Keep your shoulders down and back, your back flat, and your core engaged. This is where you’ll begin.
Rotate the hips and torso to the left before returning to the starting position. Return to the starting position by rotating the hips and torso to the right. Repeat on the other side.
8. Donkey Kicks
On a soft surface, begin by getting down on your hands and knees. Your hands should be right under your shoulders, your knees should be right under your hips, and your back should be straight.
When you’re ready, kick your right foot straight back and into the air while keeping your right knee bent to 90 degrees. It is important to move solely from the hip joint when using your legs.
Kick your right foot upward until your right quad and right foot’s sole are parallel to the ground. Squeeze your right glute at the top of the kick, then slowly return to the starting position with your right knee. Repeat on the other side.
9. Resistance Band Side Steps
If you have some resistance bands lying around at home, this is one of the best exercises to try! It targets the hip flexor muscles, the gluteus medius, as well as the outer thighs.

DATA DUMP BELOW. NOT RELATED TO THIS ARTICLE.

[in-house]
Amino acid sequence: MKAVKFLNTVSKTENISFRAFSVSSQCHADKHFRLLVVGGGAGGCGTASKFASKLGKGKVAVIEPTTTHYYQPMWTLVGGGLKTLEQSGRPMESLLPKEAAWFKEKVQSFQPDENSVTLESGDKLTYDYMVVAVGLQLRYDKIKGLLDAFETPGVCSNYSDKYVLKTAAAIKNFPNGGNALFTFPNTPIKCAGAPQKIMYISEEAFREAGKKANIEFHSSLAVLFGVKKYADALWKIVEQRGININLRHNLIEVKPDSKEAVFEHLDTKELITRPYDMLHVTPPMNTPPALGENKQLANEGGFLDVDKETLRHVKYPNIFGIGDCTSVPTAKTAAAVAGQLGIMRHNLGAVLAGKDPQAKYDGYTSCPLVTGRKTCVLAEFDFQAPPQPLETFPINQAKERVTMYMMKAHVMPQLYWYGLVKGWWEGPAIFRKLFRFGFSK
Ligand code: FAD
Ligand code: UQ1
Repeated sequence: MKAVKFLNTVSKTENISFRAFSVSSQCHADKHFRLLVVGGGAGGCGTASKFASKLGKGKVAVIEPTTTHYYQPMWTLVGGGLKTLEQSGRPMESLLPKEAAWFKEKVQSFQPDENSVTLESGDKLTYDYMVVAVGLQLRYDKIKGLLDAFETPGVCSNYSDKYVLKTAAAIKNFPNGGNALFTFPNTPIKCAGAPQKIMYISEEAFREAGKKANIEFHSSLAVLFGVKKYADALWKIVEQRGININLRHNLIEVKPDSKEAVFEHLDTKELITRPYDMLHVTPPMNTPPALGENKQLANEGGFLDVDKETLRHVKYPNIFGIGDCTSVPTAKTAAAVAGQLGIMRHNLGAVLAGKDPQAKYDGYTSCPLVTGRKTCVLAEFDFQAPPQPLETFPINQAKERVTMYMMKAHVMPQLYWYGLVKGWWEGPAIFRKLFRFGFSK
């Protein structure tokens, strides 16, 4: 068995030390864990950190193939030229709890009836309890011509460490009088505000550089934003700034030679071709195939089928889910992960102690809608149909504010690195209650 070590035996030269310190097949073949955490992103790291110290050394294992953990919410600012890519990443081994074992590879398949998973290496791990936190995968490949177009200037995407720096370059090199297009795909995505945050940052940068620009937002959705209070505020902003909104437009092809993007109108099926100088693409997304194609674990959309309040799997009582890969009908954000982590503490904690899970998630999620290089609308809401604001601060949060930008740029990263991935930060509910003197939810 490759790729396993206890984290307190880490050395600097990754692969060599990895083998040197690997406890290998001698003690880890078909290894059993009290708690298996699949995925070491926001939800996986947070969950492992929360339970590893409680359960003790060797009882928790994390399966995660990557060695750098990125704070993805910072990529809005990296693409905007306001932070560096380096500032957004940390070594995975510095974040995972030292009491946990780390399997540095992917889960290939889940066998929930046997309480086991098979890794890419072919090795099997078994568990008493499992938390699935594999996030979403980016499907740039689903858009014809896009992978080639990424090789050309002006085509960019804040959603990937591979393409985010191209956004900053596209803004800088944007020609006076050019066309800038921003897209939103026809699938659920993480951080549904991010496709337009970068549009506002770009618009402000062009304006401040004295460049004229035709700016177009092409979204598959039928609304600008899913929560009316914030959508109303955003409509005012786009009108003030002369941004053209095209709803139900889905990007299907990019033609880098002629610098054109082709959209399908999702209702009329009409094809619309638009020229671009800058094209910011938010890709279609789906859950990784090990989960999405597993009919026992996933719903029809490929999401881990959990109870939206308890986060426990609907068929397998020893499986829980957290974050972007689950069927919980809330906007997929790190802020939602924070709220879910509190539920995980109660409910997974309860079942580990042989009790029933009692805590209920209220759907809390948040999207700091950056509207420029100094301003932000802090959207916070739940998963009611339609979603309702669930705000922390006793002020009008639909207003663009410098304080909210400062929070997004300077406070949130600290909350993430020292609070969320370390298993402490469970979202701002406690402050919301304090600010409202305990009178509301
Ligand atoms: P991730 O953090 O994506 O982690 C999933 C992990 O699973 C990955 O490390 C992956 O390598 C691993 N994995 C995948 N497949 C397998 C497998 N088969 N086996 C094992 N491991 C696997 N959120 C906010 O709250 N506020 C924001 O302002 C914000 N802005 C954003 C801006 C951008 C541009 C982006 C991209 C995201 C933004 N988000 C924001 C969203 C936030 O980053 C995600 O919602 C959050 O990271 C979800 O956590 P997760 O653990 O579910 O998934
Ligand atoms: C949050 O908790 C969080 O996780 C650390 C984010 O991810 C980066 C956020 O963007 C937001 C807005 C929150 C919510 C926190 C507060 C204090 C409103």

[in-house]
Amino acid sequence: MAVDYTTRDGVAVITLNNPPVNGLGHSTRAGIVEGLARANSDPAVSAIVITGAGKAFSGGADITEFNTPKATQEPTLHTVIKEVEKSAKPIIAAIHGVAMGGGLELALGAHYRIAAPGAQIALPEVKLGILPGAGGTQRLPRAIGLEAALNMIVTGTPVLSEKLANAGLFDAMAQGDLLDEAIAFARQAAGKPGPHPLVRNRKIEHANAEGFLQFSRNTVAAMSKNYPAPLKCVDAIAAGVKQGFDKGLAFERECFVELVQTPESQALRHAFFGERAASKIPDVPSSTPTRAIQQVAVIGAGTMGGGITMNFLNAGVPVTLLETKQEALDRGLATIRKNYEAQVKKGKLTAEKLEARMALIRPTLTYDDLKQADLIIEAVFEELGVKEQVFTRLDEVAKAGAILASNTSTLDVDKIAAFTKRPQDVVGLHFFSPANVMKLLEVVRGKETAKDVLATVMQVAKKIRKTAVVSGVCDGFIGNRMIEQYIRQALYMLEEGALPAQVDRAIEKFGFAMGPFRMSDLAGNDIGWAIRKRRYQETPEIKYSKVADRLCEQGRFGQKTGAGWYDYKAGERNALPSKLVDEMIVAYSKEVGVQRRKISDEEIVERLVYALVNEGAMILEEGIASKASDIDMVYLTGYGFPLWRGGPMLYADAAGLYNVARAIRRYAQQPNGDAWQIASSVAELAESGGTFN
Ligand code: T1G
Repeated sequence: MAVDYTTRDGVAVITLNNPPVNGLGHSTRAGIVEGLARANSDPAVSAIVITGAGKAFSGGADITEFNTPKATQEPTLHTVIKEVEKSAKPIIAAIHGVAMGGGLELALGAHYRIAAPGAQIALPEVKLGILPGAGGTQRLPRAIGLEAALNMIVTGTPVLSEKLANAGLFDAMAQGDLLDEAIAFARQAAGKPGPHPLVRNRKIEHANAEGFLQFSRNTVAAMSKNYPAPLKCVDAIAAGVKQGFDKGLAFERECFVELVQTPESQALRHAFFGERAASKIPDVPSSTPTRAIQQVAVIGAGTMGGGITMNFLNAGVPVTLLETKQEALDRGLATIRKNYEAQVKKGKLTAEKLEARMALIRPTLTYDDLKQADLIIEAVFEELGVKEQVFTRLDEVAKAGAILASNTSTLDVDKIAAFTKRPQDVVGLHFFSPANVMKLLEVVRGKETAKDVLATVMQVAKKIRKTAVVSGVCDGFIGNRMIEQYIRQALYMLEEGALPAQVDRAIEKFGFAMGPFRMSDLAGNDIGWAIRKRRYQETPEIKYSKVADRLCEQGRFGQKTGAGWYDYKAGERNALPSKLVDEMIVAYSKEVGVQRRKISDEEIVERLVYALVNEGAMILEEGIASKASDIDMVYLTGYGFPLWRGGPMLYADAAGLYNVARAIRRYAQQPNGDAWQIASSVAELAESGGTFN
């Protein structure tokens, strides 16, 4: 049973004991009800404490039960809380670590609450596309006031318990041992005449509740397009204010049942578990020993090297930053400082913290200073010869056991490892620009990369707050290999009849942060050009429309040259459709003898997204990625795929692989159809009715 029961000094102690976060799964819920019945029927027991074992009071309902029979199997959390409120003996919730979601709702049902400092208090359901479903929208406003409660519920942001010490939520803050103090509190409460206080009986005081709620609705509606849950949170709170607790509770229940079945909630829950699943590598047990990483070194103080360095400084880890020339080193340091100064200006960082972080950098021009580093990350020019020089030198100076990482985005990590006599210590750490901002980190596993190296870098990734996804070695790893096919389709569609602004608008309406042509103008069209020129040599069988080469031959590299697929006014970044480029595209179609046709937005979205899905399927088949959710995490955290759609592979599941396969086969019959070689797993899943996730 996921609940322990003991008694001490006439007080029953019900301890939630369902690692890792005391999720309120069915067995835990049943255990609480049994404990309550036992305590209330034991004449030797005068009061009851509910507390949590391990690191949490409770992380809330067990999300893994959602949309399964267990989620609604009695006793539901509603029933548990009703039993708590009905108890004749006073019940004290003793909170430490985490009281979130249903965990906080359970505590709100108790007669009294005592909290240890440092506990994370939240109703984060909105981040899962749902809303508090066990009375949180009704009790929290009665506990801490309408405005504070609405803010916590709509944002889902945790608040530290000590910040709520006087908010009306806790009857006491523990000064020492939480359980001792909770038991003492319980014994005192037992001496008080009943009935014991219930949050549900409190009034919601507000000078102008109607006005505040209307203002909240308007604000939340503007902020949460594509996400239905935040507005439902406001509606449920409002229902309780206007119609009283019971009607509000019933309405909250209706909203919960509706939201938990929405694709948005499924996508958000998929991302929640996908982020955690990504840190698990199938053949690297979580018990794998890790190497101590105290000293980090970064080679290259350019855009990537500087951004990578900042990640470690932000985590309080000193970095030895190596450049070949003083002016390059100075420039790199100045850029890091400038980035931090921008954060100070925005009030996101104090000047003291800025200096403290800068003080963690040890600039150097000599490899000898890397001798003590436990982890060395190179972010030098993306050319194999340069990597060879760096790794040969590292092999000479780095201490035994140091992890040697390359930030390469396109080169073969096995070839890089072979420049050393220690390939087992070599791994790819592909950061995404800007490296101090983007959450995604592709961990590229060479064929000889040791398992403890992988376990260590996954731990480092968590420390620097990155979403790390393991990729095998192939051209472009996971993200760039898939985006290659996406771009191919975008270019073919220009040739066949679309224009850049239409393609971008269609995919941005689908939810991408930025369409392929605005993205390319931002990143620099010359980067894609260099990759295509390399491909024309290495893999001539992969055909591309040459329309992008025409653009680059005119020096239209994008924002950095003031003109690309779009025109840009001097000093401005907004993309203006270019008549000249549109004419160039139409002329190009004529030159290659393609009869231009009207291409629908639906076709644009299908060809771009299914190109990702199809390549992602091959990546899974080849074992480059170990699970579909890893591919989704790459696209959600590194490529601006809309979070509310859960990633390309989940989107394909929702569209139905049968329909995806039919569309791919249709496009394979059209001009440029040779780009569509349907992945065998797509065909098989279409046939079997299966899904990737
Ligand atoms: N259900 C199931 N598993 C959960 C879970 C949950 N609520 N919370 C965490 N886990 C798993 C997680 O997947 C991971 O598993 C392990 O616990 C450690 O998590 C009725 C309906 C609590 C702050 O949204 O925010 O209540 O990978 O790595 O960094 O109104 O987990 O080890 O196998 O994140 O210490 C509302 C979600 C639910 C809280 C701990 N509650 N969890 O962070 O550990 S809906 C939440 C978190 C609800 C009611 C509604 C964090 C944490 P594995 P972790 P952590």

To do this, wrap a resistance band loop around your thighs right above your knees. Then bend your knees slightly, place your hands on your hips, and take a step that is slightly wider than shoulder width. You should feel a little tension with the resistance band.
When you’re ready, put your right foot forward and take a big step to the right. Step your left foot to the right and then follow your right foot. The left foot should land shoulder width apart from the right foot. Do 10 reps then switch to the opposite side.
Consider Yoga and Pilates for Runners
These 9 hip stabilizer exercises are perfect to add strength to these stabilizers and to help prevent injuries.
But if you’re looking to add a regular exercise routine to your schedule that’ll take care of it all for you, then consider yoga for runners and Pilates for runners.
Check out these moves for more ideas:
Or jump ahead to my full post of hip strengthening exercises for runners.